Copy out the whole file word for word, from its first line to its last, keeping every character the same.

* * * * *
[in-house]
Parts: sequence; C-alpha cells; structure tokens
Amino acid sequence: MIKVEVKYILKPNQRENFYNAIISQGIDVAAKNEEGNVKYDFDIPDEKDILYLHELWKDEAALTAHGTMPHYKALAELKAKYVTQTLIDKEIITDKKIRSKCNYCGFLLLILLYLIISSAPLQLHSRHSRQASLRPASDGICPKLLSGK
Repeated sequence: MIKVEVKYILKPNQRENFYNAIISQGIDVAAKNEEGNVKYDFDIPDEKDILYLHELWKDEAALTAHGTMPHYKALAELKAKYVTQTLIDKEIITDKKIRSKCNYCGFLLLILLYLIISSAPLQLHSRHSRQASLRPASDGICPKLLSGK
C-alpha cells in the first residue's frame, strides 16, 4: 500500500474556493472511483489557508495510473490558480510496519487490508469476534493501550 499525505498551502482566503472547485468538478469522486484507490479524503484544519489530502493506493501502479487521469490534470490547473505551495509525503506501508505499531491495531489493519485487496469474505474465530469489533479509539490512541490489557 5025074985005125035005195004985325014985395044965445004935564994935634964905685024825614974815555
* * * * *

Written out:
[in-house]
Parts: sequence; C-alpha cells; structure tokens
Amino acid sequence: MIKVEVKYILKPNQRENFYNAIISQGIDVAAKNEEGNVKYDFDIPDEKDILYLHELWKDEAALTAHGTMPHYKALAELKAKYVTQTLIDKEIITDKKIRSKCNYCGFLLLILLYLIISSAPLQLHSRHSRQASLRPASDGICPKLLSGK
Repeated sequence: MIKVEVKYILKPNQRENFYNAIISQGIDVAAKNEEGNVKYDFDIPDEKDILYLHELWKDEAALTAHGTMPHYKALAELKAKYVTQTLIDKEIITDKKIRSKCNYCGFLLLILLYLIISSAPLQLHSRHSRQASLRPASDGICPKLLSGK
C-alpha cells in the first residue's frame, strides 16, 4: 500500500474556493472511483489557508495510473490558480510496519487490508469476534493501550 499525505498551502482566503472547485468538478469522486484507490479524503484544519489530502493506493501502479487521469490534470490547473505551495509525503506501508505499531491495531489493519485487496469474505474465530469489533479509539490512541490489557 5025074985005125035005195004985325014985395044965445004935564994935634964905685024825614974815555